This is triangulation in action. Between the stock market and the mortgage market, individual wealth has been gutted by seemingly random events.  Don’t believe it.  Spotlight the Federal Reserve, the “lender of last resort,” which has no wealth of its own.  It creates money out of thin air to “lend” to the federal government, which then disburses it to pay bills and fight wars.  This from The Creature from Jekyll Island, which explains the history of money and banking.  It also reveals the secret beginnings of the Federal Reserve Act, which essentially put Congress in the debt-creation business, to trap taxpayers in un-repayable debt until the sun burns out.  In other words, the dollar is backed only by government promises to pay.

Now anyone who trusts government promises deserves to suffer, and those who believe the government has the right to promise unborn taxpayers’ future earnings, in order to repay the Fed for its fiat money “loans,” is living in LaLa Land.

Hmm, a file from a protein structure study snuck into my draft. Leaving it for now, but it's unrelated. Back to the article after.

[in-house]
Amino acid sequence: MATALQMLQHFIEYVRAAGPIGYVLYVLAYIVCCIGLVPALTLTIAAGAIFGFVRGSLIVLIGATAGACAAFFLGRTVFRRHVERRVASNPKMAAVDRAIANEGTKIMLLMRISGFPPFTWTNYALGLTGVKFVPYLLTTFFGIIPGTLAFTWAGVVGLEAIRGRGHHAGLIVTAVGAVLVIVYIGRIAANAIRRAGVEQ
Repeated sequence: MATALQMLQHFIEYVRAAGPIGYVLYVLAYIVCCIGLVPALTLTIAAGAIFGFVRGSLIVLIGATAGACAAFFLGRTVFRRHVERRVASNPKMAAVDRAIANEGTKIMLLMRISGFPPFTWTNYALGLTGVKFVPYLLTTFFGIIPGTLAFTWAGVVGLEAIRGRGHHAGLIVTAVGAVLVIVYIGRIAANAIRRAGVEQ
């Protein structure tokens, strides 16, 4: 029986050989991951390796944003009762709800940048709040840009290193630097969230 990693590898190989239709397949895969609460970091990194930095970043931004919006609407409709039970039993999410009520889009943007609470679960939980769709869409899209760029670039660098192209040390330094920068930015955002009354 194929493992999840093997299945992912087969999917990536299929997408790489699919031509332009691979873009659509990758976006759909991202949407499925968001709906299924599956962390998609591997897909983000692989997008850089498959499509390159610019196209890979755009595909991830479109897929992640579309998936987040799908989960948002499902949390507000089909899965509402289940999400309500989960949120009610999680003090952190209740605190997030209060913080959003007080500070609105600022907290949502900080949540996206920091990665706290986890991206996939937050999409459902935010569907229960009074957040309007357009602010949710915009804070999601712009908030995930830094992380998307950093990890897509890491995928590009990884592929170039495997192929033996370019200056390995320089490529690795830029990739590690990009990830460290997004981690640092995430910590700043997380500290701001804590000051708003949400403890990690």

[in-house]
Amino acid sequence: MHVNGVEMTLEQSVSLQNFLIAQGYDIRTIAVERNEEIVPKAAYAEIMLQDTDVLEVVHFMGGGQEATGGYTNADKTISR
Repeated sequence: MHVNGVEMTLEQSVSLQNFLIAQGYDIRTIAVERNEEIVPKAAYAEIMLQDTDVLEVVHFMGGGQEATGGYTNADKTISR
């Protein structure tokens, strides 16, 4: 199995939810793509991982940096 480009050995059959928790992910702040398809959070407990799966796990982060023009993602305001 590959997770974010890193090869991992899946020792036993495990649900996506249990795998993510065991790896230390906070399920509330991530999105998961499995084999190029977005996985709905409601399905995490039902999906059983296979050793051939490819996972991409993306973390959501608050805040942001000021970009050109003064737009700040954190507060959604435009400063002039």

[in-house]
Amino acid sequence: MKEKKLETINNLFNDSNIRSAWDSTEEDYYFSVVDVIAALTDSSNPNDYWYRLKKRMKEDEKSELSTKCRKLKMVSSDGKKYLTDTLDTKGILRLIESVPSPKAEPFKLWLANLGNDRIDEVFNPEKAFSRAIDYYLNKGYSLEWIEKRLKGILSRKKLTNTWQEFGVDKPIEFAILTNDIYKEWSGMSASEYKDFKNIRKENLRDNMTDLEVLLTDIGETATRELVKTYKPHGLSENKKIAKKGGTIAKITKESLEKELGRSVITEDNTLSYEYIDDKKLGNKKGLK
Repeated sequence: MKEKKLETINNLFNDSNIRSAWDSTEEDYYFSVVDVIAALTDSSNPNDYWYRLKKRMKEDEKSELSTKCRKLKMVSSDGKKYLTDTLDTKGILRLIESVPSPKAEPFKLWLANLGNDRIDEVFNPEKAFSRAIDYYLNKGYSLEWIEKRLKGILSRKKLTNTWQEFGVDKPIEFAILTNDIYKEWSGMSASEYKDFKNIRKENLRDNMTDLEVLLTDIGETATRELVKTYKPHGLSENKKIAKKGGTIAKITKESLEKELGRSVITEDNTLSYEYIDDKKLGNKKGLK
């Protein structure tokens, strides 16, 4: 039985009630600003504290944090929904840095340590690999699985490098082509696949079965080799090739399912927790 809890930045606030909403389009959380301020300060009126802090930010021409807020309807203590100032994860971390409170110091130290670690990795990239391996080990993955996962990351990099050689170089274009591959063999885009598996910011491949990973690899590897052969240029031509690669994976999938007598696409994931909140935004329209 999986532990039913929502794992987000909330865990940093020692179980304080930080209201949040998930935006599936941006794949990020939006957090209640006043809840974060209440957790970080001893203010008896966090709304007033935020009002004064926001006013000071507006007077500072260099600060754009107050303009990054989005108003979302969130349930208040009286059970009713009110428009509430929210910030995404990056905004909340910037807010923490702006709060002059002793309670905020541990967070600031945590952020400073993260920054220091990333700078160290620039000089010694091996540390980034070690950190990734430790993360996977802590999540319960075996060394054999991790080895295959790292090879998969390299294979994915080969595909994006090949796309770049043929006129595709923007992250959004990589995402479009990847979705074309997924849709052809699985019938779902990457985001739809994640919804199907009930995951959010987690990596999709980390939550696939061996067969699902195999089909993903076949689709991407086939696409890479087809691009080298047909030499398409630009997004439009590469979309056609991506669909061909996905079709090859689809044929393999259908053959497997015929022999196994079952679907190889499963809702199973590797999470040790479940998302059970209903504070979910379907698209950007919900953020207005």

taxarrow0406 What Creature does not say is that the income tax was also initiated in 1913, two months before the Federal Reserve Act, in order to guarantee perpetual interest income to the Fed.  The precedent for this double whammy was set by first Treasury Secretary Alexander Hamilton.  Hamilton introduced legislation for the Whiskey Tax and the first US central bank December 13 and 14th in 1790, for the same purpose—ostensibly to pay off Revolutionary War debts, but also to provide a vehicle for trapping the fledgling nation in a bottomless barrel of new debt.

In my case, debt would force me to work in a career I had come to detest, to feed the absentee bosses and other middlemen, who work behind the scenes to call the shots, yet take no personal risks.

These days, you can’t get away from news reports, politicians, and “economists,” who are bemoaning the state of “the economy,” the need to “create jobs,” and concerns about unstable stock markets and central banks around the world. The hidden truth behind all this hand-wringing is, as Ron Paul has tried to say, “The US is bankrupt.”  (His book End the Fed, is also well worth reading.)